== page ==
Friday, August 17, 2012

Heretical Christology 101


Dyophysitism is Orthodox Christology; however, there is a heretical form of Dyophysitism as advocated by Diodorus of Tarsus and Theodore of Mopsuestia. They laid the ground work for the heretical Christology of Nestorius. Below is a quote from a protestant German scholar from the 19th century. I may not agree with all of his biases in other places, but he articulated their Christology very well and so I wanted to share it here so that people will know why Nestorianism was saying something totally different from the Cappadocian Fathers (also Dyophysites) and Chalcedon.
The great teachers of the Antiochene school, at the end of the fourth and the beginning of the fifth centuries, not satisfied with all that had been done, thought themselves bound to strike out a new path, so as to define in an intelligible manner the union of the two natures. All their predecessors seemed to them to have preserved insufficiently the particular and inviolable character of each nature, and not to have given a sufficiently fundamental opposition to Apollinaris, but to have more or less given in to his views. And thus Apollinaris now found much more violent opponents in his own native country, Syria, than elsewhere, men of high reputation and great endowments, particularly Diodorus of Tarsus and Theodore afterwards Bishop of Mopsuestia in Cilicia.
Everything the heretic Apollinaris said wasn't wrong. And so there was no need to disagree with him on every point. He got the Identity right, he was wrong in saying Jesus didn't have a human soul. Also, there is nothing wrong in those before their time believing in a full communication of the attributes. There is also nothing wrong in believing in a real Incarnation.



 In the latter we behold the special representative and spokesman of. this school, who, further developing and rectifying the ideas of ' Diodorus, built up a new christological system. In opposition to Apollinaris, Theodore holds most decidedly that complete humanity and so also moral freedom must be 4 ascribed to the redeemer. In order, however, to keep at a ' distance from the notion of the mutability of Christ,—a theory which, however objectionable, seemed to be involved in that of His liberty,—Theodore did not allow the idea of liberty to result in that of liberty of choice, but went on to the idea of a higher, ethical liberty, "which consists in the unchangeable harmony of the human will with the divine, and ascribed to the human nature of Christ such a higher liberty, a kind of liberty which practically excluded all sin. So far he was right. But he further regarded the union of the divine and human in Christ only in the sense of ivoucrjai^, that is, indwelling, because to him the idea of Incarnation seemed to be identical with transmutation of the Logos into a man, and was therefore rejected by him as absurd.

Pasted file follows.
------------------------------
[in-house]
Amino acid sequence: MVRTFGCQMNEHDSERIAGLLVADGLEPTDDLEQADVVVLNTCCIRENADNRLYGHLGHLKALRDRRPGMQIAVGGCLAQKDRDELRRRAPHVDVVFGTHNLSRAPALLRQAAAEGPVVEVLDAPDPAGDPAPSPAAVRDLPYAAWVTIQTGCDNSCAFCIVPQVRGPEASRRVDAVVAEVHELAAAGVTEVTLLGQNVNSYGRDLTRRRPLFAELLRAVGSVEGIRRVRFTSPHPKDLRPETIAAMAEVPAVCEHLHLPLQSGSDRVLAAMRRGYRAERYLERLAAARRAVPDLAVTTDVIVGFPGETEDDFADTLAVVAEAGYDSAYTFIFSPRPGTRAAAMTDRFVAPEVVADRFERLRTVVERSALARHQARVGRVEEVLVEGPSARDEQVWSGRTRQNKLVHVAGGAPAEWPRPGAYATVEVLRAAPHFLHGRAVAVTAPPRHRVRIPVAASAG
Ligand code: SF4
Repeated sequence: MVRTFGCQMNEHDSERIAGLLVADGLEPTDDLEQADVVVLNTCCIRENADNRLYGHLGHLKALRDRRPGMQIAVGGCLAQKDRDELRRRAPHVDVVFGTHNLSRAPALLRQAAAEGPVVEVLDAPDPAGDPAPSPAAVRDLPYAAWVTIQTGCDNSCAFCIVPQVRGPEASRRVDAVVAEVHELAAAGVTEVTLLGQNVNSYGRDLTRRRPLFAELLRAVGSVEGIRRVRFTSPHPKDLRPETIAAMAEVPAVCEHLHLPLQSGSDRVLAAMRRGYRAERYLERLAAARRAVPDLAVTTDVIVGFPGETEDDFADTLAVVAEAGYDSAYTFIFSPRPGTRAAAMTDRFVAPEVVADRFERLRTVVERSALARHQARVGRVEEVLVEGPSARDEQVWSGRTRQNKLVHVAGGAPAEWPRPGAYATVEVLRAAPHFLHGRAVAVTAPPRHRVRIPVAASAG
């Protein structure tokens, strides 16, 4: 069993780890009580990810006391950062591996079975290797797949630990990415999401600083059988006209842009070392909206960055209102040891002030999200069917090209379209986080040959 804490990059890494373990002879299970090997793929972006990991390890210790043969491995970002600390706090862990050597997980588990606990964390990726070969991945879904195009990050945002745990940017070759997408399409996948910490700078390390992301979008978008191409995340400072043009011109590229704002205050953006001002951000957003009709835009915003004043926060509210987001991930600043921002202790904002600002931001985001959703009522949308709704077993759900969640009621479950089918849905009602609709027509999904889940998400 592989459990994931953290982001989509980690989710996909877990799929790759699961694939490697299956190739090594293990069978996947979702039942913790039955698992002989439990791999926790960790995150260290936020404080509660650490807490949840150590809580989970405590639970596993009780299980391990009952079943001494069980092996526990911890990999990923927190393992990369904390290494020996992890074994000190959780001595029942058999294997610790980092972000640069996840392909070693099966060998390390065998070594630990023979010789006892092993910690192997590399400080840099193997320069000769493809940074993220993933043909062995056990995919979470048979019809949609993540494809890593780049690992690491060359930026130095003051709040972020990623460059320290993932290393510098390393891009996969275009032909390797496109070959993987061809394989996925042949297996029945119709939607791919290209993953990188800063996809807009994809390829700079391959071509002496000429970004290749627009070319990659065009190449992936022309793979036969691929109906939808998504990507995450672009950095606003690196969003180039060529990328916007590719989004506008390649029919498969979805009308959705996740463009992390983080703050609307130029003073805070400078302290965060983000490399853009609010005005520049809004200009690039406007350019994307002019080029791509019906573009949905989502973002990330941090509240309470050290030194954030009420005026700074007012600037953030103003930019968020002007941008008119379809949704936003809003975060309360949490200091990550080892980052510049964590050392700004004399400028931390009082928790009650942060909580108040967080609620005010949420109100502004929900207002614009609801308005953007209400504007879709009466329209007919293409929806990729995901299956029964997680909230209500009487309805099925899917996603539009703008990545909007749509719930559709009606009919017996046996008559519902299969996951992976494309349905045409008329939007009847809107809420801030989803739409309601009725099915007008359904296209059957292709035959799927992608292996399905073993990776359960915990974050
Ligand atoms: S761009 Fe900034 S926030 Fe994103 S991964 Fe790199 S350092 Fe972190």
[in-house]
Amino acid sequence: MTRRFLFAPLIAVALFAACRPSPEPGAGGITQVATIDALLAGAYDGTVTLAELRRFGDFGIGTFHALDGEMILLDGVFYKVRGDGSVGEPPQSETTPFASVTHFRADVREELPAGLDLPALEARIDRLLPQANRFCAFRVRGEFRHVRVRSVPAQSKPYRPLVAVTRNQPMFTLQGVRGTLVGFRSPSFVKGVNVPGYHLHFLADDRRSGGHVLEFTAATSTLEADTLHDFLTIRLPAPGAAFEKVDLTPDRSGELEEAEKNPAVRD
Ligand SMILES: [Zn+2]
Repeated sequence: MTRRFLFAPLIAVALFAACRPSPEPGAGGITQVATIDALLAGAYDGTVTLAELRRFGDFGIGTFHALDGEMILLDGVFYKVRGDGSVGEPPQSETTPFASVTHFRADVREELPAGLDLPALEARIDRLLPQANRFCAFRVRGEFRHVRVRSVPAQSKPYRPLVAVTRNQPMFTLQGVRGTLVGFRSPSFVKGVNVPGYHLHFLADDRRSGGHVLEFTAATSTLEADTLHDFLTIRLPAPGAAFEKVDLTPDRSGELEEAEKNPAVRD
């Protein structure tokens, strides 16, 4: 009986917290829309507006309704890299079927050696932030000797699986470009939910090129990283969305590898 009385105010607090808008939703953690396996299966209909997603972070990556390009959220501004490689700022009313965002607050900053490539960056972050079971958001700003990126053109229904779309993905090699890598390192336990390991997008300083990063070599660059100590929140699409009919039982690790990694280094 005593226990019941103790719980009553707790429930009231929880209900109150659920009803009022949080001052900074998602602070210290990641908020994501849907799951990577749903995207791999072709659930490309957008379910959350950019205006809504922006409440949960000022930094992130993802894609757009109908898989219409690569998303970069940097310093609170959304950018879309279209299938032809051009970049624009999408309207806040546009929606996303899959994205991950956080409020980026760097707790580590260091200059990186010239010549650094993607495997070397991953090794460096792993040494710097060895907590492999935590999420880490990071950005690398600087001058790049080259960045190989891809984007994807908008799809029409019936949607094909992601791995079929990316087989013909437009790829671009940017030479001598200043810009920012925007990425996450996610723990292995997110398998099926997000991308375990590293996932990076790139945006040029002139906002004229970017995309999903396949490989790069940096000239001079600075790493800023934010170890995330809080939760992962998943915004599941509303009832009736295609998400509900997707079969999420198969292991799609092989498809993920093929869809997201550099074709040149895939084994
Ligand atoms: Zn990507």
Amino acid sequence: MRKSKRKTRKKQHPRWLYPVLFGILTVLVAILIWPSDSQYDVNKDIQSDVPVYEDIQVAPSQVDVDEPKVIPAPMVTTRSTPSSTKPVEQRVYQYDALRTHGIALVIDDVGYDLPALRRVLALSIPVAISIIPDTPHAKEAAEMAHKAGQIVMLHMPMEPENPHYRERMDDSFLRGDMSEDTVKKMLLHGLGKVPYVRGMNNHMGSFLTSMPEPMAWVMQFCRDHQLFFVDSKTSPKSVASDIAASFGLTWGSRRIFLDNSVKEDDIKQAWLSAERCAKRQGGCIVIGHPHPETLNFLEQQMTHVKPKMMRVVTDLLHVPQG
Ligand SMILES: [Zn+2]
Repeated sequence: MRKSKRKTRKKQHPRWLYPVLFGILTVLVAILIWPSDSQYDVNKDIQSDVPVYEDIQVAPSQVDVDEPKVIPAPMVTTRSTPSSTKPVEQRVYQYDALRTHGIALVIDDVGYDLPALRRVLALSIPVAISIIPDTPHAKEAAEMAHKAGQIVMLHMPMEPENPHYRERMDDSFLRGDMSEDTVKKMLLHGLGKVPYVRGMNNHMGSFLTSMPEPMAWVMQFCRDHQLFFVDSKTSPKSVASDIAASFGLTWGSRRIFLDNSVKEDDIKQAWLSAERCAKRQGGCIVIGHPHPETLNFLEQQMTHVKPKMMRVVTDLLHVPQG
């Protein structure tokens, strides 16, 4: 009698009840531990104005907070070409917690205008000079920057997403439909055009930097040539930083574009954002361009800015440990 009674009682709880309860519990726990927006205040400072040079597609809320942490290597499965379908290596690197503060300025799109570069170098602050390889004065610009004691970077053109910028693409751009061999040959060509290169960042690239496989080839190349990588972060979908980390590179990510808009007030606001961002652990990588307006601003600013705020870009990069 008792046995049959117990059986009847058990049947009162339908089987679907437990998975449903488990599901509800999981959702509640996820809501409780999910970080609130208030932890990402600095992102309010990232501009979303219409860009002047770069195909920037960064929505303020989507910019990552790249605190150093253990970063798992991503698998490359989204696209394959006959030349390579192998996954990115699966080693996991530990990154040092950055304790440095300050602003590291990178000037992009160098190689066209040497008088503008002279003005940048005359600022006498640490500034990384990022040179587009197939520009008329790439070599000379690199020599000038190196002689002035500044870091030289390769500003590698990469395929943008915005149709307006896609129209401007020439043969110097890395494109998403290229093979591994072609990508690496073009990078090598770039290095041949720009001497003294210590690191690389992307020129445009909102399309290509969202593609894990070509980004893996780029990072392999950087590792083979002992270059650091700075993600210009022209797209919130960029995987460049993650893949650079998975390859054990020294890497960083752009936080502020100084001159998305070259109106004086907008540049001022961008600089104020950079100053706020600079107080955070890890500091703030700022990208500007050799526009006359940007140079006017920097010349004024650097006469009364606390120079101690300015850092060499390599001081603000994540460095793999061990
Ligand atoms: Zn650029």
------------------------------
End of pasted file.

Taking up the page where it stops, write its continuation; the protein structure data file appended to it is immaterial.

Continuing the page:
"When, however, God dwells in any one, he thinks, He does not dwell in Him according to His nature, and so not by the expression of His power, but by His good pleasure (evSoKia). This indwelling is not alike in all the righteous, but its measure is determined by the measure of the divine evBoKui. But in no one did it take place in so high a degree as in Christ. In order to show mankind its future perfected condition, to which it was destined, God formed a man in a miraculous manner, in the womb of the Virgin, by the Holy Ghost ; and in the moment in which this man was formed, the Logos limited Himself with Him. After some time the Logos led the man to baptism, then to death, then raised Him again, took Him up into heaven, placed Him (by reason of His union with Himself) at the right hand of the Father, and from that time He (the man) is worshiped by all and will judge all.

What he just said here is very important when it comes to understanding why Theodore's Christology was different.